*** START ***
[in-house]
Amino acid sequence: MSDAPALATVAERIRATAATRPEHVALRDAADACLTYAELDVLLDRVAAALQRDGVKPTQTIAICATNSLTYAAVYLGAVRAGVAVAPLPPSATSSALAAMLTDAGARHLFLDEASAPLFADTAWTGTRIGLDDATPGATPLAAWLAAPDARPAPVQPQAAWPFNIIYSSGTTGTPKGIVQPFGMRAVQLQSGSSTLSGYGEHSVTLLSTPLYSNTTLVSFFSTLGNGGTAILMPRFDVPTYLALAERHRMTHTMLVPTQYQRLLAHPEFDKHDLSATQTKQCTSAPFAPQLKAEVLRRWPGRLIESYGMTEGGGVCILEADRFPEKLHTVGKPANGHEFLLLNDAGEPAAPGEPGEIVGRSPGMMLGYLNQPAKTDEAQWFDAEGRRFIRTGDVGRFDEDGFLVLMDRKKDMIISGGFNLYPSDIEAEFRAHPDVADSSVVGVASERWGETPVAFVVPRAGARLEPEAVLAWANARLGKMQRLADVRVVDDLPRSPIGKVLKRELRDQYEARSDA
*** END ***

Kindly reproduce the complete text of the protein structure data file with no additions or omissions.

[in-house]
Amino acid sequence: MSDAPALATVAERIRATAATRPEHVALRDAADACLTYAELDVLLDRVAAALQRDGVKPTQTIAICATNSLTYAAVYLGAVRAGVAVAPLPPSATSSALAAMLTDAGARHLFLDEASAPLFADTAWTGTRIGLDDATPGATPLAAWLAAPDARPAPVQPQAAWPFNIIYSSGTTGTPKGIVQPFGMRAVQLQSGSSTLSGYGEHSVTLLSTPLYSNTTLVSFFSTLGNGGTAILMPRFDVPTYLALAERHRMTHTMLVPTQYQRLLAHPEFDKHDLSATQTKQCTSAPFAPQLKAEVLRRWPGRLIESYGMTEGGGVCILEADRFPEKLHTVGKPANGHEFLLLNDAGEPAAPGEPGEIVGRSPGMMLGYLNQPAKTDEAQWFDAEGRRFIRTGDVGRFDEDGFLVLMDRKKDMIISGGFNLYPSDIEAEFRAHPDVADSSVVGVASERWGETPVAFVVPRAGARLEPEAVLAWANARLGKMQRLADVRVVDDLPRSPIGKVLKRELRDQYEARSDA